Hear again what Jesus describes: “And those servants went out into the roads and gathered all whom they found, both bad and good. So the wedding hall was filled with guests.” That is what has happened for your benefit. The second set of invitations was sent out, so that you could participate in the wedding feast. The invitations were not sent to just a particular group of people, but as the king said: “Go therefore to the main roads and invite to the wedding feast as many as you find.” The servants were not to concern themselves with anything about the people they encountered, but just to invite them to the banquet. The king’s instructions were simple: “If you see a person, invite him. If you see ten people, a hundred people, a thousand people, invite all of them. Just get them here to share in my generosity and happiness.”

That is the invitation that has reached your ears. The divine servants have gone out with the message: “Come and receive the generosity that God offers to you. Become one of His people, even His children, through Holy Baptism. Take hold of the salvation that is granted to you because His Son has died in your place and risen again. Receive the forgiveness of every sin that you have ever committed. Have a new way of life that is not just for this world, for the world to come. And not only are you promised to have a place in a new heaven and new earth, but God allows you to have part of what is promised now, as you gather to hear His words and to eat and drink with Him now.” This invitation has been given to you, not because you deserved it, not because you would bring some clout or prestige to the event, but because God wishes to share His generosity with you.

But what do you do with that invitation? Jesus doesn’t specify it in the parable, but the second set of invitations can be rejected just like the first. Remember again what He said about the first group of people invited: “But they paid no attention and went off, one to his farm, another to his business, while the rest seized his servants, treated them shamefully, and killed them.” That same response happens even now, as the divine servants are sent out the second time. Among those along the main roads called to the wedding feast are people who will not heed the invitation. They pay no attention. Or worse, they show hostility to the servants sent with the call to bring people to the banquet.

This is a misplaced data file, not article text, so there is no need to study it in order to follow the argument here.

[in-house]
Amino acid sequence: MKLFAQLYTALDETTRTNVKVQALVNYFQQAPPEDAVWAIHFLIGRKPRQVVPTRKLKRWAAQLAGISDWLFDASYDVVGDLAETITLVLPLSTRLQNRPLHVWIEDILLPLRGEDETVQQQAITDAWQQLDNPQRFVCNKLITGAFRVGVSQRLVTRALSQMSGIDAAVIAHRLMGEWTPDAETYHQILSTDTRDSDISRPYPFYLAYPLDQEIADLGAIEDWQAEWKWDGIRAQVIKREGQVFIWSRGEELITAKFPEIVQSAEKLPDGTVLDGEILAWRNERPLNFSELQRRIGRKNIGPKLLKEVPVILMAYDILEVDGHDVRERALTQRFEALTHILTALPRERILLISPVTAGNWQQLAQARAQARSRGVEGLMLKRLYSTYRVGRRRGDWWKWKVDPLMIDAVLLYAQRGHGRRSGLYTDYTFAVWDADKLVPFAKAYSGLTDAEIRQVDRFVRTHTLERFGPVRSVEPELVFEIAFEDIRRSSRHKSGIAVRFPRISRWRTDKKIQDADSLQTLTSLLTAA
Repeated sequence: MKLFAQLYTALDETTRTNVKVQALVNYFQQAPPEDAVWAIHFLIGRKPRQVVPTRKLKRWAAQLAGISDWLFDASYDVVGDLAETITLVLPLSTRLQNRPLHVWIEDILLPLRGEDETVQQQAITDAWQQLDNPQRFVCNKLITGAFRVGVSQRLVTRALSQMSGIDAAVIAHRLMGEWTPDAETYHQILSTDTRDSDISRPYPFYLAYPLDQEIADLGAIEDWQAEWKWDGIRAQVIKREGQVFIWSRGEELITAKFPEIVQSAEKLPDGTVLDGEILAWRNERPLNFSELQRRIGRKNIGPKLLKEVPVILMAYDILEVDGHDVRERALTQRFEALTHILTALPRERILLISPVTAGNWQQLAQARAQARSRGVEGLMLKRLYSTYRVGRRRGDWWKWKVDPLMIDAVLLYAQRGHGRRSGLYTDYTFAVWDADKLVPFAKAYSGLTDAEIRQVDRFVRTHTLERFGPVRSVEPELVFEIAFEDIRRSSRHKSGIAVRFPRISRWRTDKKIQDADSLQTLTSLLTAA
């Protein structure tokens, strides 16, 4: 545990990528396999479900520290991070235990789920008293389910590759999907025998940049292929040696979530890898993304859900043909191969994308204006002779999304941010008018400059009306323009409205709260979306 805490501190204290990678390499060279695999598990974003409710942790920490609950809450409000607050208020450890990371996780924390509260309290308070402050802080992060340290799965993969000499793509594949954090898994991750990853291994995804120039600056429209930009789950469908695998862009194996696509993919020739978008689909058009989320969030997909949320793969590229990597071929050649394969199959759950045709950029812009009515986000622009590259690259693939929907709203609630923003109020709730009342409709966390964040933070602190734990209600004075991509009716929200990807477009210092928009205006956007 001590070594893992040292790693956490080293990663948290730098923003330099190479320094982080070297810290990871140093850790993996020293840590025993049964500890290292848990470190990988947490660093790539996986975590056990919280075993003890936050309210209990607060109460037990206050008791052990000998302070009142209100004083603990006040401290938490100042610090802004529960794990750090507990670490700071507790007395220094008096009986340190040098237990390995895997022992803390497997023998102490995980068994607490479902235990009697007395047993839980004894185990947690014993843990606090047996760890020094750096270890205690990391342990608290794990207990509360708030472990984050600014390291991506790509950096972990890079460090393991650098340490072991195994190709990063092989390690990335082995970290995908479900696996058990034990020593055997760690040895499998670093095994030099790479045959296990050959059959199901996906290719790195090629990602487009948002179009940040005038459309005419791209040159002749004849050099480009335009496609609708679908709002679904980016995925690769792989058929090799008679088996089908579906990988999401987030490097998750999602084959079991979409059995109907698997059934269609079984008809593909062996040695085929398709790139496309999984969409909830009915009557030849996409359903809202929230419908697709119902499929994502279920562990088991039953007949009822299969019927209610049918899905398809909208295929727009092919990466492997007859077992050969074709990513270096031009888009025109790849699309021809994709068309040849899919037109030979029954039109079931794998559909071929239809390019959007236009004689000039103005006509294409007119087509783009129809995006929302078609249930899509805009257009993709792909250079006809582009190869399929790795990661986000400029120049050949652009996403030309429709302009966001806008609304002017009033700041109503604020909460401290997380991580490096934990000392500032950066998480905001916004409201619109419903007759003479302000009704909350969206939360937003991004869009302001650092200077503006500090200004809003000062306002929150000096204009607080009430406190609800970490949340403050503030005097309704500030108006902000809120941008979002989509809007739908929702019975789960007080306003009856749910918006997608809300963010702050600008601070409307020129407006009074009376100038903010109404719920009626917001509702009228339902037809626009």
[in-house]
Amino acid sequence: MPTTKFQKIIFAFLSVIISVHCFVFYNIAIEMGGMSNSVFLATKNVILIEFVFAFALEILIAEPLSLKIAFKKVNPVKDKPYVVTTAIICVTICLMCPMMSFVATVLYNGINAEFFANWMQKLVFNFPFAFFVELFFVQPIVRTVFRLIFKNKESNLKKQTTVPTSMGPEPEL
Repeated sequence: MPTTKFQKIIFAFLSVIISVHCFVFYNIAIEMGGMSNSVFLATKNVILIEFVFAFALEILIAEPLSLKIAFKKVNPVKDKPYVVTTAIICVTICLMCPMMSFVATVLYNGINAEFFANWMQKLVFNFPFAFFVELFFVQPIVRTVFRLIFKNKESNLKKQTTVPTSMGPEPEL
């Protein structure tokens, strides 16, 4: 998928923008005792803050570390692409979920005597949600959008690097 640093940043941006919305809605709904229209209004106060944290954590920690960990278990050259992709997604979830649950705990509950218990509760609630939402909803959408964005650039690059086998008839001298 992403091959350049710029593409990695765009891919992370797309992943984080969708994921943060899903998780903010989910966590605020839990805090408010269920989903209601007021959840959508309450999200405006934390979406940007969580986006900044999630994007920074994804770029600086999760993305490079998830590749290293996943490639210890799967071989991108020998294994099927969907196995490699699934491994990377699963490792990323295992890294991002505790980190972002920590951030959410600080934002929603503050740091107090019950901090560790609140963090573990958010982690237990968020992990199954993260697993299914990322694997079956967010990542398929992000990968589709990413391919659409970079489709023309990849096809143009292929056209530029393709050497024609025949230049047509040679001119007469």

Such a response is not meant to be yours. But it can indeed happen. It is seen when individuals don’t participate in the gathering together of the Church, where God’s gifts are freely given. It takes place when other matters occupy the mind, so that the ways of the Lord are forgotten or neglected. The refusal of the invitation happens when people mock the words of the Gospel, that the Son of God lived perfectly, died sacrificially, and rose victoriously for the salvation of the world. There also is the rejection of the divine generosity when God’s servants are hated, abused, and even killed. Jesus’ parable warns you about this, so that you would not ignore the invitation, become too busy with worldly matters to act on the invitation, or assail the servants who carry the invitation. The warning is given to you, so that you would not be numbered among those who will suffer the terrible fate at the Last Day: “The king was angry, and he sent his troops and destroyed those murderers and burned their city.”

Jesus’ parable warns you, so that you would not miss your place at the banquet that God will generously hold: “On this mountain the Lord of hosts will make for all peoples a feast of rich food, a feast of well-aged wine, of rich food full of marrow, of aged wine well refined. And He will swallow up on this mountain the covering that is cast over all peoples, the veil that is spread over all nations. He will swallow up death forever; and the Lord God will wipe away tears from all faces, and the reproach of His people He will take away from all the earth, for the Lord has spoken.” That is what is promised for you. That is what the divine invitation extends to be yours. Despite your sins, despite your imperfections, despite your failures, the invitation has come to you. For many of you, it has come again and again and again. That is how generous God has been for you, the generosity that is shown in His divine, compassionate acts.

But one other warning is given for you at the tail end of Jesus’ parable: “But when the king came in to look at the guests, he saw there a man who had no wedding garment. And he said to him, ‘Friend, how did you get in here without a wedding garment?’ And he was speechless. Then the king said to the attendants, ‘Bind him hand and foot and cast him into the outer darkness. In that place there will be weeping and gnashing of teeth.’ For many are called, but few are chosen.” This needs to be heard as well, since this tells you about the exclusivity of the divine invitation to share in the heavenly banquet. The invitation was sent out to all people, but its content is very specific. And Jesus wants you to know that well.